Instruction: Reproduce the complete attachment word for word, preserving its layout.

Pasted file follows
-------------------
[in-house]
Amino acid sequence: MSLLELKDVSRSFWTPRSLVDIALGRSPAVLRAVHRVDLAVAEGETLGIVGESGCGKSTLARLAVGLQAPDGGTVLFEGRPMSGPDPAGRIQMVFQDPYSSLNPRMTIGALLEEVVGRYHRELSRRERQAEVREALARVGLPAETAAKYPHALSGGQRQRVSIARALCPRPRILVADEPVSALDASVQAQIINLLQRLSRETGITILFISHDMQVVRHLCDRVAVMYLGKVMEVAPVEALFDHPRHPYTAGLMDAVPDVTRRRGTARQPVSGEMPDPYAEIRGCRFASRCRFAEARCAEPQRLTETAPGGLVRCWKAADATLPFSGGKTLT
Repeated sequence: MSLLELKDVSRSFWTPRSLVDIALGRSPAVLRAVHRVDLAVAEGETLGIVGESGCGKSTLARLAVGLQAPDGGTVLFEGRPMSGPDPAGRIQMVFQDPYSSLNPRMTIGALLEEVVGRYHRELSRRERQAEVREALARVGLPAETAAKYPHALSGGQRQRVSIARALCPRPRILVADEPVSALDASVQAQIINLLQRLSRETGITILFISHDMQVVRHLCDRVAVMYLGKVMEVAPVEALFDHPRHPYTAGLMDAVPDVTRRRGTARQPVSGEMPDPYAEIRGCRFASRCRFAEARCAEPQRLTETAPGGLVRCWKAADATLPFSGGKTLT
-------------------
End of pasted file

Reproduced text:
[in-house]
Amino acid sequence: MSLLELKDVSRSFWTPRSLVDIALGRSPAVLRAVHRVDLAVAEGETLGIVGESGCGKSTLARLAVGLQAPDGGTVLFEGRPMSGPDPAGRIQMVFQDPYSSLNPRMTIGALLEEVVGRYHRELSRRERQAEVREALARVGLPAETAAKYPHALSGGQRQRVSIARALCPRPRILVADEPVSALDASVQAQIINLLQRLSRETGITILFISHDMQVVRHLCDRVAVMYLGKVMEVAPVEALFDHPRHPYTAGLMDAVPDVTRRRGTARQPVSGEMPDPYAEIRGCRFASRCRFAEARCAEPQRLTETAPGGLVRCWKAADATLPFSGGKTLT
Repeated sequence: MSLLELKDVSRSFWTPRSLVDIALGRSPAVLRAVHRVDLAVAEGETLGIVGESGCGKSTLARLAVGLQAPDGGTVLFEGRPMSGPDPAGRIQMVFQDPYSSLNPRMTIGALLEEVVGRYHRELSRRERQAEVREALARVGLPAETAAKYPHALSGGQRQRVSIARALCPRPRILVADEPVSALDASVQAQIINLLQRLSRETGITILFISHDMQVVRHLCDRVAVMYLGKVMEVAPVEALFDHPRHPYTAGLMDAVPDVTRRRGTARQPVSGEMPDPYAEIRGCRFASRCRFAEARCAEPQRLTETAPGGLVRCWKAADATLPFSGGKTLT